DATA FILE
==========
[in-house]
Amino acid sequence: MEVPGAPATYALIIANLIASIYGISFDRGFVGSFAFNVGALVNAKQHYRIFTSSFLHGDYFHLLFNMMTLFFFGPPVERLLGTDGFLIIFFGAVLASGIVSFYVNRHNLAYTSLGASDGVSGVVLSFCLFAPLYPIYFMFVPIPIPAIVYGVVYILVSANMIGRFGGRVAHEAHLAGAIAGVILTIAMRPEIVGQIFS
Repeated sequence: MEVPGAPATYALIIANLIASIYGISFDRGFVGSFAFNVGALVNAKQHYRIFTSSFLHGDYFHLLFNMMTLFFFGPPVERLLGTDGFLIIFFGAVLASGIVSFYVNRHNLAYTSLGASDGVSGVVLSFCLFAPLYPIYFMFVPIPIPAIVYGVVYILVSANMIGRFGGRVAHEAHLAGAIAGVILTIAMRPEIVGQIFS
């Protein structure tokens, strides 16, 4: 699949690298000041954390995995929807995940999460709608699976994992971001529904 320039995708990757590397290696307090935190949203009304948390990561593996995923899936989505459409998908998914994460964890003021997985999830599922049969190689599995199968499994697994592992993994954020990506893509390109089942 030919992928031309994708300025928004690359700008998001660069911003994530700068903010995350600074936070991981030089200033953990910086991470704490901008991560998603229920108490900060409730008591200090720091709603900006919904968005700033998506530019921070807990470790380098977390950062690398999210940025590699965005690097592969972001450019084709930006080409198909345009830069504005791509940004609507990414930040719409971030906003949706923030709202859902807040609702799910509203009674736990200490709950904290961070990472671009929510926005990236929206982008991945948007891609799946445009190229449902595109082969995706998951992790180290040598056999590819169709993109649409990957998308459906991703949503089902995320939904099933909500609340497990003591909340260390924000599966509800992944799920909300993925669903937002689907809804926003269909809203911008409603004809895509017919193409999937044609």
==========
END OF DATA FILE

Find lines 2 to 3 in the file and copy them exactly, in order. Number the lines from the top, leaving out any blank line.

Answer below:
Amino acid sequence: MEVPGAPATYALIIANLIASIYGISFDRGFVGSFAFNVGALVNAKQHYRIFTSSFLHGDYFHLLFNMMTLFFFGPPVERLLGTDGFLIIFFGAVLASGIVSFYVNRHNLAYTSLGASDGVSGVVLSFCLFAPLYPIYFMFVPIPIPAIVYGVVYILVSANMIGRFGGRVAHEAHLAGAIAGVILTIAMRPEIVGQIFS
Repeated sequence: MEVPGAPATYALIIANLIASIYGISFDRGFVGSFAFNVGALVNAKQHYRIFTSSFLHGDYFHLLFNMMTLFFFGPPVERLLGTDGFLIIFFGAVLASGIVSFYVNRHNLAYTSLGASDGVSGVVLSFCLFAPLYPIYFMFVPIPIPAIVYGVVYILVSANMIGRFGGRVAHEAHLAGAIAGVILTIAMRPEIVGQIFS